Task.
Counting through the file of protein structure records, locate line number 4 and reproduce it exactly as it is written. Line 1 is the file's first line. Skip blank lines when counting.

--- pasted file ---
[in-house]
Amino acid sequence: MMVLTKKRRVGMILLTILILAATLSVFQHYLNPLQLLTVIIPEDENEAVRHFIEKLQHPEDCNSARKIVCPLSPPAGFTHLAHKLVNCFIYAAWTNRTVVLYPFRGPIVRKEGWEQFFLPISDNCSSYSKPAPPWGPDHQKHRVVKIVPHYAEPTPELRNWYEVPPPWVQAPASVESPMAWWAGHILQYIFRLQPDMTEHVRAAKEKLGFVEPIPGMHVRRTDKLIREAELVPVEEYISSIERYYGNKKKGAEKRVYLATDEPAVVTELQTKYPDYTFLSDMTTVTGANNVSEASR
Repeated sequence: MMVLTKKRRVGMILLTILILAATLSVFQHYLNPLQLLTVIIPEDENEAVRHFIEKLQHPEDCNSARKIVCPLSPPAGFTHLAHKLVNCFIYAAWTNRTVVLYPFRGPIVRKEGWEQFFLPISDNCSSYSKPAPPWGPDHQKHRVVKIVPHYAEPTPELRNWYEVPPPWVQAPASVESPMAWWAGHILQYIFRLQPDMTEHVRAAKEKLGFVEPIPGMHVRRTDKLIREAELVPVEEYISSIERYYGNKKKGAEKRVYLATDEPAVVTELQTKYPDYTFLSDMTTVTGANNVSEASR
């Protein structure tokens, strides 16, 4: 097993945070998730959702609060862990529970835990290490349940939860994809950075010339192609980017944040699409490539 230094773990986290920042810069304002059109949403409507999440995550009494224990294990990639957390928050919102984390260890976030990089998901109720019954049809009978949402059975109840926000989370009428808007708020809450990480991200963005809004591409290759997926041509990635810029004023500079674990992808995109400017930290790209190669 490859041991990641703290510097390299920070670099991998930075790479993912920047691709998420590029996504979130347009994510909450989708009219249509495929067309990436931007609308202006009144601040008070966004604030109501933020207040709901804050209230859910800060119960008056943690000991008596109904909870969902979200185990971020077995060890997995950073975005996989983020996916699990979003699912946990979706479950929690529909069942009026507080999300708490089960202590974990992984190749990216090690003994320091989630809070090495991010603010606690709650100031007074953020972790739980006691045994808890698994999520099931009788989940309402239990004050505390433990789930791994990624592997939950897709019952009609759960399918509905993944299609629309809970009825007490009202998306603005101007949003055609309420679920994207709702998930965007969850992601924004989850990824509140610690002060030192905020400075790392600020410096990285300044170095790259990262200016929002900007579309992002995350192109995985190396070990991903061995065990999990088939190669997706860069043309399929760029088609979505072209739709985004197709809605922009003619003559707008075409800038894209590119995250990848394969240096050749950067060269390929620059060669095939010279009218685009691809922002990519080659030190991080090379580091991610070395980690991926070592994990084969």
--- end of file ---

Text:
């Protein structure tokens, strides 16, 4: 097993945070998730959702609060862990529970835990290490349940939860994809950075010339192609980017944040699409490539 230094773990986290920042810069304002059109949403409507999440995550009494224990294990990639957390928050919102984390260890976030990089998901109720019954049809009978949402059975109840926000989370009428808007708020809450990480991200963005809004591409290759997926041509990635810029004023500079674990992808995109400017930290790209190669 490859041991990641703290510097390299920070670099991998930075790479993912920047691709998420590029996504979130347009994510909450989708009219249509495929067309990436931007609308202006009144601040008070966004604030109501933020207040709901804050209230859910800060119960008056943690000991008596109904909870969902979200185990971020077995060890997995950073975005996989983020996916699990979003699912946990979706479950929690529909069942009026507080999300708490089960202590974990992984190749990216090690003994320091989630809070090495991010603010606690709650100031007074953020972790739980006691045994808890698994999520099931009788989940309402239990004050505390433990789930791994990624592997939950897709019952009609759960399918509905993944299609629309809970009825007490009202998306603005101007949003055609309420679920994207709702998930965007969850992601924004989850990824509140610690002060030192905020400075790392600020410096990285300044170095790259990262200016929002900007579309992002995350192109995985190396070990991903061995065990999990088939190669997706860069043309399929760029088609979505072209739709985004197709809605922009003619003559707008075409800038894209590119995250990848394969240096050749950067060269390929620059060669095939010279009218685009691809922002990519080659030190991080090379580091991610070395980690991926070592994990084969």